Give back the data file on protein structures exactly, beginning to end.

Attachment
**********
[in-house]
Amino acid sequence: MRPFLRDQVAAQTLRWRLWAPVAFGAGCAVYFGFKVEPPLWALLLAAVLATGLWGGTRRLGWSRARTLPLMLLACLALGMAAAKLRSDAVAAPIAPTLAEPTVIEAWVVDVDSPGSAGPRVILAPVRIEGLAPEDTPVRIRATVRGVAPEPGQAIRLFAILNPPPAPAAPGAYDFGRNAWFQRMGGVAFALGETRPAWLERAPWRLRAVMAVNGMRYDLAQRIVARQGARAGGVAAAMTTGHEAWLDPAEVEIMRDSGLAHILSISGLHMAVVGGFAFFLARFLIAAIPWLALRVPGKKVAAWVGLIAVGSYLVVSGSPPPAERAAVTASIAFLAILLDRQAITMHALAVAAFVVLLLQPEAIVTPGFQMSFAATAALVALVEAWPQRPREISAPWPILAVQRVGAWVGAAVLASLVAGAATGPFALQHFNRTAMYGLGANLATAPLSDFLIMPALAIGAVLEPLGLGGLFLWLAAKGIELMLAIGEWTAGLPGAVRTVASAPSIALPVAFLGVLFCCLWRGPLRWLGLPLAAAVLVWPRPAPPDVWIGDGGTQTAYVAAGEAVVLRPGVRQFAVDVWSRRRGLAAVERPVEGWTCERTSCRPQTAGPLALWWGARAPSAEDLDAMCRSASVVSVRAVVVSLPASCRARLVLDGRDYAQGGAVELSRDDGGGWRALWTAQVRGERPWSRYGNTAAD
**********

[in-house]
Amino acid sequence: MRPFLRDQVAAQTLRWRLWAPVAFGAGCAVYFGFKVEPPLWALLLAAVLATGLWGGTRRLGWSRARTLPLMLLACLALGMAAAKLRSDAVAAPIAPTLAEPTVIEAWVVDVDSPGSAGPRVILAPVRIEGLAPEDTPVRIRATVRGVAPEPGQAIRLFAILNPPPAPAAPGAYDFGRNAWFQRMGGVAFALGETRPAWLERAPWRLRAVMAVNGMRYDLAQRIVARQGARAGGVAAAMTTGHEAWLDPAEVEIMRDSGLAHILSISGLHMAVVGGFAFFLARFLIAAIPWLALRVPGKKVAAWVGLIAVGSYLVVSGSPPPAERAAVTASIAFLAILLDRQAITMHALAVAAFVVLLLQPEAIVTPGFQMSFAATAALVALVEAWPQRPREISAPWPILAVQRVGAWVGAAVLASLVAGAATGPFALQHFNRTAMYGLGANLATAPLSDFLIMPALAIGAVLEPLGLGGLFLWLAAKGIELMLAIGEWTAGLPGAVRTVASAPSIALPVAFLGVLFCCLWRGPLRWLGLPLAAAVLVWPRPAPPDVWIGDGGTQTAYVAAGEAVVLRPGVRQFAVDVWSRRRGLAAVERPVEGWTCERTSCRPQTAGPLALWWGARAPSAEDLDAMCRSASVVSVRAVVVSLPASCRARLVLDGRDYAQGGAVELSRDDGGGWRALWTAQVRGERPWSRYGNTAAD